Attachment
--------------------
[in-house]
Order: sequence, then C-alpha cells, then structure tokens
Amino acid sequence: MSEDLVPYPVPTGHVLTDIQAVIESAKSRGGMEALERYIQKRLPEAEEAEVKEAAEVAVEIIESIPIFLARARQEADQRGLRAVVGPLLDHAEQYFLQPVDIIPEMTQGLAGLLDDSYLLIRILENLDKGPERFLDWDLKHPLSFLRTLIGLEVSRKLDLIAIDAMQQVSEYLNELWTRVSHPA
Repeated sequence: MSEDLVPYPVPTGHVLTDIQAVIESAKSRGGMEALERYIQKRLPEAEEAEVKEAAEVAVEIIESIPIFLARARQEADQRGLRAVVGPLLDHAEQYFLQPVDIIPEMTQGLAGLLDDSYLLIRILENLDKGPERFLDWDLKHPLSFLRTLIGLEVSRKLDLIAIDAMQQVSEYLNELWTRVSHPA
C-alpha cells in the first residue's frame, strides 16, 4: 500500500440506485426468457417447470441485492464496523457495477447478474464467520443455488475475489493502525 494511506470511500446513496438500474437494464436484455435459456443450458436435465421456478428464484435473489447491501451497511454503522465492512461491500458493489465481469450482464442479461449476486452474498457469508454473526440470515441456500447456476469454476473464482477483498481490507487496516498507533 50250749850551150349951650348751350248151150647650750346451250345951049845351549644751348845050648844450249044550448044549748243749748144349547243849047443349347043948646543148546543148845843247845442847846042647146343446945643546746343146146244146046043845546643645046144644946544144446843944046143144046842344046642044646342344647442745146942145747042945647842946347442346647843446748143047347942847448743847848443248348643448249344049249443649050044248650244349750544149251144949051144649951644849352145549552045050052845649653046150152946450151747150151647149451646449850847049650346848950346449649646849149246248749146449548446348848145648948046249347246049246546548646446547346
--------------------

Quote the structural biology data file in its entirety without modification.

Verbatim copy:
[in-house]
Order: sequence, then C-alpha cells, then structure tokens
Amino acid sequence: MSEDLVPYPVPTGHVLTDIQAVIESAKSRGGMEALERYIQKRLPEAEEAEVKEAAEVAVEIIESIPIFLARARQEADQRGLRAVVGPLLDHAEQYFLQPVDIIPEMTQGLAGLLDDSYLLIRILENLDKGPERFLDWDLKHPLSFLRTLIGLEVSRKLDLIAIDAMQQVSEYLNELWTRVSHPA
Repeated sequence: MSEDLVPYPVPTGHVLTDIQAVIESAKSRGGMEALERYIQKRLPEAEEAEVKEAAEVAVEIIESIPIFLARARQEADQRGLRAVVGPLLDHAEQYFLQPVDIIPEMTQGLAGLLDDSYLLIRILENLDKGPERFLDWDLKHPLSFLRTLIGLEVSRKLDLIAIDAMQQVSEYLNELWTRVSHPA
C-alpha cells in the first residue's frame, strides 16, 4: 500500500440506485426468457417447470441485492464496523457495477447478474464467520443455488475475489493502525 494511506470511500446513496438500474437494464436484455435459456443450458436435465421456478428464484435473489447491501451497511454503522465492512461491500458493489465481469450482464442479461449476486452474498457469508454473526440470515441456500447456476469454476473464482477483498481490507487496516498507533 50250749850551150349951650348751350248151150647650750346451250345951049845351549644751348845050648844450249044550448044549748243749748144349547243849047443349347043948646543148546543148845843247845442847846042647146343446945643546746343146146244146046043845546643645046144644946544144446843944046143144046842344046642044646342344647442745146942145747042945647842946347442346647843446748143047347942847448743847848443248348643448249344049249443649050044248650244349750544149251144949051144649951644849352145549552045050052845649653046150152946450151747150151647149451646449850847049650346848950346449649646849149246248749146449548446348848145648948046249347246049246546548646446547346